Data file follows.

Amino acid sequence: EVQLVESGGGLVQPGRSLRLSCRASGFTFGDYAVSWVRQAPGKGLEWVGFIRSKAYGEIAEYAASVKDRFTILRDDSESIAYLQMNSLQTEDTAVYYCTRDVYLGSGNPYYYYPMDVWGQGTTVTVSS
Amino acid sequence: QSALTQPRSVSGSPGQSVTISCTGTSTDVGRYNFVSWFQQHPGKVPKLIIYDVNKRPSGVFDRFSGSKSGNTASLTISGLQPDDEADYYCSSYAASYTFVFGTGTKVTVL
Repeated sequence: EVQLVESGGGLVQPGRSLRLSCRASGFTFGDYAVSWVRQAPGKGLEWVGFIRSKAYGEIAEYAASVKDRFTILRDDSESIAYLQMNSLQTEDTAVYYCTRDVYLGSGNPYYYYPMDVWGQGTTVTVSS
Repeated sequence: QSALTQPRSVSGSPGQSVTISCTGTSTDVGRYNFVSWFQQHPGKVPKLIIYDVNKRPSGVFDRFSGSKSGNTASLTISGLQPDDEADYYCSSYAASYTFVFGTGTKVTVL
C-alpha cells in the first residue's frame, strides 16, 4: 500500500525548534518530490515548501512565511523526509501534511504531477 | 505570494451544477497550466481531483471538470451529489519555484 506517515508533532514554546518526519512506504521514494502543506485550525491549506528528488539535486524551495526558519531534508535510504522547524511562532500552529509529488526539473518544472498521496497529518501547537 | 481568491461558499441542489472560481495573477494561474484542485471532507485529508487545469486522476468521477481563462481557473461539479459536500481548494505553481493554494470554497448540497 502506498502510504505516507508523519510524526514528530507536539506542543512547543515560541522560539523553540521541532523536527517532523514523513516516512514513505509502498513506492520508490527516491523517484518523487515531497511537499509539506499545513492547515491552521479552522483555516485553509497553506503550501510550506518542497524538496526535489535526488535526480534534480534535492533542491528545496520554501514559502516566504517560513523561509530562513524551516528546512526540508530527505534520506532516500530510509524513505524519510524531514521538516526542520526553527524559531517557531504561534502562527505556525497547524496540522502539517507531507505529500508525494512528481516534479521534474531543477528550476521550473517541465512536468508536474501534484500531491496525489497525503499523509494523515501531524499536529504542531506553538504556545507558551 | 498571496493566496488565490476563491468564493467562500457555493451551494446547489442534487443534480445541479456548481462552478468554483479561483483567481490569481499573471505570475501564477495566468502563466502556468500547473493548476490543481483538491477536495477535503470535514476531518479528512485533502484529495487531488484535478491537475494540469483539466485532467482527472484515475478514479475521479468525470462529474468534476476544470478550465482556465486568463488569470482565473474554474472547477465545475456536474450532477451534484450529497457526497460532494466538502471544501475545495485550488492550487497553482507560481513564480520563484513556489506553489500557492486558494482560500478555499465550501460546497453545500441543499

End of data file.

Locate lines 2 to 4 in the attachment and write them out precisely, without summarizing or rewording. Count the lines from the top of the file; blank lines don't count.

Amino acid sequence: QSALTQPRSVSGSPGQSVTISCTGTSTDVGRYNFVSWFQQHPGKVPKLIIYDVNKRPSGVFDRFSGSKSGNTASLTISGLQPDDEADYYCSSYAASYTFVFGTGTKVTVL
Repeated sequence: EVQLVESGGGLVQPGRSLRLSCRASGFTFGDYAVSWVRQAPGKGLEWVGFIRSKAYGEIAEYAASVKDRFTILRDDSESIAYLQMNSLQTEDTAVYYCTRDVYLGSGNPYYYYPMDVWGQGTTVTVSS
Repeated sequence: QSALTQPRSVSGSPGQSVTISCTGTSTDVGRYNFVSWFQQHPGKVPKLIIYDVNKRPSGVFDRFSGSKSGNTASLTISGLQPDDEADYYCSSYAASYTFVFGTGTKVTVL